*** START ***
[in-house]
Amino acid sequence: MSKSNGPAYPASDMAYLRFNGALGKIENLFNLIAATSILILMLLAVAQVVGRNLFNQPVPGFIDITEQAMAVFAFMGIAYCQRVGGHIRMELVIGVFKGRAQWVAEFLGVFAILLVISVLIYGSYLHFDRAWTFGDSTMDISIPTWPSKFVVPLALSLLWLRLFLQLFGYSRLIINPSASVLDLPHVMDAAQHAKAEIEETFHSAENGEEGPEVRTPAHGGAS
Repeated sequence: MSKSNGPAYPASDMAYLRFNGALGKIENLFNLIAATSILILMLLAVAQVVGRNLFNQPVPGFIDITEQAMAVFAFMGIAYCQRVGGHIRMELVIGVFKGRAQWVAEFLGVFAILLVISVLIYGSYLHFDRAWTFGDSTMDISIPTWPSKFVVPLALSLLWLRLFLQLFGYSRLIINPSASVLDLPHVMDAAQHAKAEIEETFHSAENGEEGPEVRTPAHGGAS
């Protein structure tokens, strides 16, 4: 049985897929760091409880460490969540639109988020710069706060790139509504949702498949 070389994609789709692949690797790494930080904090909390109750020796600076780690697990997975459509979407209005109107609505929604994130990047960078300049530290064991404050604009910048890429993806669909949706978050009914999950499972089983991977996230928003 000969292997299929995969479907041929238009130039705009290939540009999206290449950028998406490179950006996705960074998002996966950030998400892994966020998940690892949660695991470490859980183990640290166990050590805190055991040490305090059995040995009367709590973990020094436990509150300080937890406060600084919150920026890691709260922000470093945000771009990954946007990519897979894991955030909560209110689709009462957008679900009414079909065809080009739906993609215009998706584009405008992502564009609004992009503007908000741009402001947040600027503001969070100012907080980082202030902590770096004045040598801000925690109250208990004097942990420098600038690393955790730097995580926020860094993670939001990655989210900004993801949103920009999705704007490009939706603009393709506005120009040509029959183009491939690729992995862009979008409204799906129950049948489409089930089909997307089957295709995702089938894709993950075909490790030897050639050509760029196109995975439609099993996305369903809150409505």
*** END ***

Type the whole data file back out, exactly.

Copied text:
[in-house]
Amino acid sequence: MSKSNGPAYPASDMAYLRFNGALGKIENLFNLIAATSILILMLLAVAQVVGRNLFNQPVPGFIDITEQAMAVFAFMGIAYCQRVGGHIRMELVIGVFKGRAQWVAEFLGVFAILLVISVLIYGSYLHFDRAWTFGDSTMDISIPTWPSKFVVPLALSLLWLRLFLQLFGYSRLIINPSASVLDLPHVMDAAQHAKAEIEETFHSAENGEEGPEVRTPAHGGAS
Repeated sequence: MSKSNGPAYPASDMAYLRFNGALGKIENLFNLIAATSILILMLLAVAQVVGRNLFNQPVPGFIDITEQAMAVFAFMGIAYCQRVGGHIRMELVIGVFKGRAQWVAEFLGVFAILLVISVLIYGSYLHFDRAWTFGDSTMDISIPTWPSKFVVPLALSLLWLRLFLQLFGYSRLIINPSASVLDLPHVMDAAQHAKAEIEETFHSAENGEEGPEVRTPAHGGAS
């Protein structure tokens, strides 16, 4: 049985897929760091409880460490969540639109988020710069706060790139509504949702498949 070389994609789709692949690797790494930080904090909390109750020796600076780690697990997975459509979407209005109107609505929604994130990047960078300049530290064991404050604009910048890429993806669909949706978050009914999950499972089983991977996230928003 000969292997299929995969479907041929238009130039705009290939540009999206290449950028998406490179950006996705960074998002996966950030998400892994966020998940690892949660695991470490859980183990640290166990050590805190055991040490305090059995040995009367709590973990020094436990509150300080937890406060600084919150920026890691709260922000470093945000771009990954946007990519897979894991955030909560209110689709009462957008679900009414079909065809080009739906993609215009998706584009405008992502564009609004992009503007908000741009402001947040600027503001969070100012907080980082202030902590770096004045040598801000925690109250208990004097942990420098600038690393955790730097995580926020860094993670939001990655989210900004993801949103920009999705704007490009939706603009393709506005120009040509029959183009491939690729992995862009979008409204799906129950049948489409089930089909997307089957295709995702089938894709993950075909490790030897050639050509760029196109995975439609099993996305369903809150409505």